Do Bats Drink Blood: Human Blood?

grey long eared bat RBLW64W scaled e1615719141132

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Yes. There are species of bat that live entirely on blood-drinking it from a variety of animals. And Yes, some also feed/drink off humans.

Do Bats Drink Blood: Human Blood?

flying grey long eared bat 7EQ8T2R scaled e1615717989332
Flying bat isolated on black background. The grey long-eared bat (Plecotus austriacus) is a fairly large European bat. It has distinctive ears, long and with a distinctive fold. It hunts above woodland, often by day, and mostly for moths, This bat does NOT drink humans’ blood.

There are always the stories of blood-drinking bats – especially in horror movies – but do they actually exist? Are there blood-drinking bats that actually feed off of humans?

Well, yes. Yes, there are.

Vampire bats are real-life blood drinkers. Blood is literally all that they eat and the only thing they can digest properly. Drinking blood actually counts as being a ‘parasite’ as they are living off the tissues of another live animal – at a loss to the host species.

There are three species of blood-sucking vampire bats in the world – and they all have their preferred source of blood:

  • Common Vampire Bat – Large Mammals – including humans
  • Hairy-Legged Vampire Bat – Birds and Goats
  • White-Winged Vampire Bat – Mainly Birds

These bats actively go out and hunt for blood at night – looking for sleeping victims. Stealthily walking or hopping along the ground until they get close enough to bite – they are some of the only bats that can run.

Armed with infra-red heat-seeking senses – they aim for the spot on the sleeping cow or human – where the blood is closest to the surface. With razor-sharp teeth, they break the skin and start feeding – lapping up the blood fast.

They can drink up to 20g of blood in a session – which is often around half their body weight – feeding for about 20 minutes. They have evolved a highly specialized digestive system to allow for this rapid increase in fluids. Within minutes the water from the blood is excreted so that they are able to fly away fast – to rest up and have an after-dinner nap.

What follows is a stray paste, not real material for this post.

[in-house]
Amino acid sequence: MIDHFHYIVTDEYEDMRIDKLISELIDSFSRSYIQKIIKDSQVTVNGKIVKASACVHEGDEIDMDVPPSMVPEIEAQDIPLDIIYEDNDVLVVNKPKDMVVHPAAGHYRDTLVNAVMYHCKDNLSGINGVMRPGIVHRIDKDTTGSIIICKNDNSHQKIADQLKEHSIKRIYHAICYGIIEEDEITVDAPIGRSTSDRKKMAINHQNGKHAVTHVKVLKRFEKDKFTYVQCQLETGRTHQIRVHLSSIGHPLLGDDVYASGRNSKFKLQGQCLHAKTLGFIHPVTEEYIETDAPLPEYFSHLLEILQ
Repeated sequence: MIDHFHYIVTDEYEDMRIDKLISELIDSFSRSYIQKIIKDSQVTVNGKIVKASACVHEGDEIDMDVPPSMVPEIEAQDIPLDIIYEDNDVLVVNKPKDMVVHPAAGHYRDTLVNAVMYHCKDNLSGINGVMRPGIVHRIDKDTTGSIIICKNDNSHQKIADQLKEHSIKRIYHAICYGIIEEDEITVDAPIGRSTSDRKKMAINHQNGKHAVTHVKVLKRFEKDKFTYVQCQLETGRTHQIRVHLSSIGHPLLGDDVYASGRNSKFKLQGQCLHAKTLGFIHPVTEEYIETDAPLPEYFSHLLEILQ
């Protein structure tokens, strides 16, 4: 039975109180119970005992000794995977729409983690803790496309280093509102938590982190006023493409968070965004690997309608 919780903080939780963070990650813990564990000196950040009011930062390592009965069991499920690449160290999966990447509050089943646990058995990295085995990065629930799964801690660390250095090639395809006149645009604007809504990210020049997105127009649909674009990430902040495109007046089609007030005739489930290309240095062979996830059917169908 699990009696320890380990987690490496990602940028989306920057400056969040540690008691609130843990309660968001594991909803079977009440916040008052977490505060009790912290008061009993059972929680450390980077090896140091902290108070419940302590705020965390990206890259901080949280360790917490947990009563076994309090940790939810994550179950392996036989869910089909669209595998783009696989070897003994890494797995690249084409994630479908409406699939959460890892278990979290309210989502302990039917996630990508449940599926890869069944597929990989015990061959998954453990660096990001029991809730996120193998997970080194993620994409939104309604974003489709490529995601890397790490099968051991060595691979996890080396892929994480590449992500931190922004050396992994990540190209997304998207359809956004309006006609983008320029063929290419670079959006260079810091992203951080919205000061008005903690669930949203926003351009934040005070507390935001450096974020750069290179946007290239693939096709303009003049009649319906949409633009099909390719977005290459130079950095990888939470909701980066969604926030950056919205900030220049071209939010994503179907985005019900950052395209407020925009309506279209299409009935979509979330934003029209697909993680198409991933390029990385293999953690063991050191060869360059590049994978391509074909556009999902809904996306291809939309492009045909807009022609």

Where Do Vampire Bats Live?

These true vampire bats live only in Central & South America – from Mexico down to Argentina. They are what is known as New World Leaf-Nosed Bats – and these three species are the only species to live on the blood of live animals.

There are other bats called vampire bats but they don’t drink fresh blood on their own – they are large animal carnivores. These bats hunt, catch and kill large animals such as rodents, birds, and other bats.

The Spectral Bat lives in the same habitat range as the true Vampire Bats but is the largest carnivorous bat in the world – with a wingspan of over 3ft.

There are three species of ‘false’ Vampire Bats in South East Asia and Australia:

  • Greater False Vampire Bats
  • Lesser False Vampire Bats
  • Ghost Bats (Australian False Vampire Bat)

The Greater and Lesser False Vampire Bats are similarly leaf-nosed bats – but catch and eat whole food – not just the blood. They catch small birds, rodents, fish, and other bats too.

Finally, the Ghost Bat (or Australian False Vampire Bat) is only found in Australia and will catch a huge variety of small prey – including birds and bats on the wing.

Can You Catch Rabies From Vampire Bats?

Yes, Unfortunately – just like with any blood-borne disease – you can catch rabies from bat bites if you are unlucky. Only around 0.5% of bats have rabies in the first place, and those that do are usually very disoriented and unable to fly very far. Very unlikely to infect humans.

However, it does happen and there are many documented cases of humans contracting rabies after a known bat bite.

There is far more risk though from dogs and cats – than there is from bats. Saying that though, most deaths from rabies occur with bat bites, because they often go unnoticed and so the patient doesn’t go to a hospital for treatment before the symptoms start.

Can Bats Be Vegetarian?

pipistrelle bat flying inside building M8V3QG3 scaled e1615718640959
Flying Pipistrelle bat (Pipistrellus pipistrellus) action shot of hunting animal on wooden attic of city church. This species is know for roosting and living in urban areas in Europe and Asia.

Yes, Absolutely. Many species of bats are vegetarian – or frugivorous to be precise. They mainly eat fruit, but most will eat pollen, sap, buds, flowers, shoots, and leaves. In Australia, they LOVE the eucalyptus flowers which are an important food source for these colony-living species.

Often called ‘megabats’ (around 3.5lbs and with a 5ft wingspan) or Flying Foxes – these plant-based bats are found all across the Old World, on and south of the equator. Mainly active at night, they will travel great distances to find ripe fruit using their amazing sense of smell. to locate ripe sources.

Makes you wonder why do bats drink blood – when ripe guava is so much tastier?

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